“Heather Suchyta’s new home may be tiny, but it has a million dollar view of Emerald Mountain and it’s providing her with her reality TV debut,” reports The Steamboat Pilot. “Suchyta and her new 295-square-foot condo at Mount Werner Meadows will be featured in a new episode of HGTV’s Tiny House Hunters that airs at 8 p.m. EST June 19. She can sit on her tiny patio and watch the sun light up Emerald Mountain across the valley. Co-starring in the episode of the popular reality TV show are Suchyta’s mother, Maureen, and local Realtor Rebecca Bailey, of Town & Country Properties.”

“Two men and a 12-year-old boy remained in Denver-area hospitals Wednesday after suffering burns in an explosion Tuesday evening east of Fort Collins,” reports The Coloradoan in Fort Collins. “A 35-year-old man and 22-year-old man were listed in critical condition Wednesday afternoon, the Larimer County Sheriff’s Office confirmed. A 12-year-old boy who was also burned during a reported excavation project accident remained hospitalized but was said to be in stable condition — further details were not released. As the major emergency response on Tuesday evening shifted to an exhaustive sheriff’s office investigation Wednesday, neighbors were left with questions of their own.”

“Closures on North Taft Avenue occurred after a car swerved off the road into Lake Loveland at West 18th Street on Wednesday morning,” reports The Loveland Reporter-Herald. “A female driver of a white Nissan Pathfinder SUV swerved to avoid a red Toyota Tacoma pickup that was yielding to oncoming traffic in the left lane to make a turn, and clipped a taillight on the truck before entering the lake through a gap between a guardrail and a wooded area on the shore. Both vehicles were traveling northbound at the time of accident.”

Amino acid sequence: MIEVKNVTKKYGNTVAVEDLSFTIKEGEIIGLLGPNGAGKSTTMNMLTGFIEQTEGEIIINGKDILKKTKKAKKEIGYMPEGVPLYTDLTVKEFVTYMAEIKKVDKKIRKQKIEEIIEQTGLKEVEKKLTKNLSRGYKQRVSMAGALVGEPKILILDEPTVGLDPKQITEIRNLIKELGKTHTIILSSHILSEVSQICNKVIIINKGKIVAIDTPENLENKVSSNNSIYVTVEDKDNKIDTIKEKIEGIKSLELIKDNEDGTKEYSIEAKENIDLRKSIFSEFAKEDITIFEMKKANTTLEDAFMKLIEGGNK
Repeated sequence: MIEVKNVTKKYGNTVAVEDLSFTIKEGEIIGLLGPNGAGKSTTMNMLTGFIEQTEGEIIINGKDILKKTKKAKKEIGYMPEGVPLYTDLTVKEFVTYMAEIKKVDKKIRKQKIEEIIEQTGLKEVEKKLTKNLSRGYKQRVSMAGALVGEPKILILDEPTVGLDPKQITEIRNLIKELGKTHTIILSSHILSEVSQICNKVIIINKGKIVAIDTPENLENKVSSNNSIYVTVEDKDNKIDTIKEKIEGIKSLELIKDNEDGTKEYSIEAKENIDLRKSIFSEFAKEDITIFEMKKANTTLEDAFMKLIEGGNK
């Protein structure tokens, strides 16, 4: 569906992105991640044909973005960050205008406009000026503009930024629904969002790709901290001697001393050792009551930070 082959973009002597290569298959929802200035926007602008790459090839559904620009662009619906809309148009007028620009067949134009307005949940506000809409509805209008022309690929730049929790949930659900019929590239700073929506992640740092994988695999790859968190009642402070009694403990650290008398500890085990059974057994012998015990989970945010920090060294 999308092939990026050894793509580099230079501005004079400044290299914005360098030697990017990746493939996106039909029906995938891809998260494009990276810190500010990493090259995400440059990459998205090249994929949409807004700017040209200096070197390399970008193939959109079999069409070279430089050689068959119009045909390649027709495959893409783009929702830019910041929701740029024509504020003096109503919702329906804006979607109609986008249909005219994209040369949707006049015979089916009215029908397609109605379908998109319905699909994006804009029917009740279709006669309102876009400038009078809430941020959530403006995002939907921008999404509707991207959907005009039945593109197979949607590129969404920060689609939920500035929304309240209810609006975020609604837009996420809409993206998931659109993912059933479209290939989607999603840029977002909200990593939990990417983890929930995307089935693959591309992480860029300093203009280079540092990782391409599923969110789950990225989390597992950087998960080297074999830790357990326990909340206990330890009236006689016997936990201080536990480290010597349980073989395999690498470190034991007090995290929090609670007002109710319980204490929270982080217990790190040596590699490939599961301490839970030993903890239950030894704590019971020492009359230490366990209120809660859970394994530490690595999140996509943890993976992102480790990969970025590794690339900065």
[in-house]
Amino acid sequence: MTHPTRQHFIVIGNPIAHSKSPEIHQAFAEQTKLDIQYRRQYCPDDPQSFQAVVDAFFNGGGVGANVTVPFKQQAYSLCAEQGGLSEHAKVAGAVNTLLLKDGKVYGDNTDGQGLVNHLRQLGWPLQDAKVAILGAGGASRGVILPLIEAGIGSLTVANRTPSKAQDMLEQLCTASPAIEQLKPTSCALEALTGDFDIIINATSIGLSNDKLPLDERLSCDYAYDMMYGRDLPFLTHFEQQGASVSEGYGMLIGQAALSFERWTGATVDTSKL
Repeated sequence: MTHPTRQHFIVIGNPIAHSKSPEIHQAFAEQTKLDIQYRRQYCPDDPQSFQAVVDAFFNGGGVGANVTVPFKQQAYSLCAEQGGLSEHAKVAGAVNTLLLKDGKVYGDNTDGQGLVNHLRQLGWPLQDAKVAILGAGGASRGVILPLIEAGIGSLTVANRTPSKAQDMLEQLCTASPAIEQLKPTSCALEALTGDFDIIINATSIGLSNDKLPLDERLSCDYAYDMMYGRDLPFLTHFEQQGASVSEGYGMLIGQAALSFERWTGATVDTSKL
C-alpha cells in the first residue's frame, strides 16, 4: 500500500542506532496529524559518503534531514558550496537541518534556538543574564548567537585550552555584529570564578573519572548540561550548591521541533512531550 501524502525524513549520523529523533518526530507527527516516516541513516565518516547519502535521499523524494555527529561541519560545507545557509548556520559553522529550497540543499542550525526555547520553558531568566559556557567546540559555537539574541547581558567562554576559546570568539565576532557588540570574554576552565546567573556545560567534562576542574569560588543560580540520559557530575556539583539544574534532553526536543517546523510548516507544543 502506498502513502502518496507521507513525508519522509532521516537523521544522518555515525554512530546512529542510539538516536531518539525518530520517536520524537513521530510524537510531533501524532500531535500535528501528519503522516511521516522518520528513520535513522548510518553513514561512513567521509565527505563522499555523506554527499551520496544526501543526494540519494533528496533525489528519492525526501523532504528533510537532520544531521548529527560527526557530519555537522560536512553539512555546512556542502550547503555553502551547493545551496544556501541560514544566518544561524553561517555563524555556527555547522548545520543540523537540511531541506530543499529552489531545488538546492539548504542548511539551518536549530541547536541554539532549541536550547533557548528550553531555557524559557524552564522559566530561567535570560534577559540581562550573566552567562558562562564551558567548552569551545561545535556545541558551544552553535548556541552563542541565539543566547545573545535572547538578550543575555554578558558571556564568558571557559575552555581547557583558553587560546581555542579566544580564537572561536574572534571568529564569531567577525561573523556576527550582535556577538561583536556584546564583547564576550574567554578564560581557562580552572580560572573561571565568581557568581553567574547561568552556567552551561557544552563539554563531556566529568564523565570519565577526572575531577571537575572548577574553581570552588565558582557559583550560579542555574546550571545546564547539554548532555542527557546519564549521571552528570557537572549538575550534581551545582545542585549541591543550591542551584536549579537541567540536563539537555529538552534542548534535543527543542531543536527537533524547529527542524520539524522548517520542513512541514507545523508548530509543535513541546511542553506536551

“City Council members, a slight majority of whom would like to limit Boulder County’s control over future city expansion, appear to have come to some agreement on a proposed revision to the procedure by which city and county cooperate on long-range, land-use planning,” reports The Boulder Daily Camera. “In an unofficial straw-poll vote taken late Tuesday night, the council supported a compromise that would let the Board of County Commissioners retain veto power over changes to parcels in categories known as Area II and the Area III-Planning Reserve. However, the Boulder County Planning Commission would lose its voice in those two areas, under the straw-poll plan.”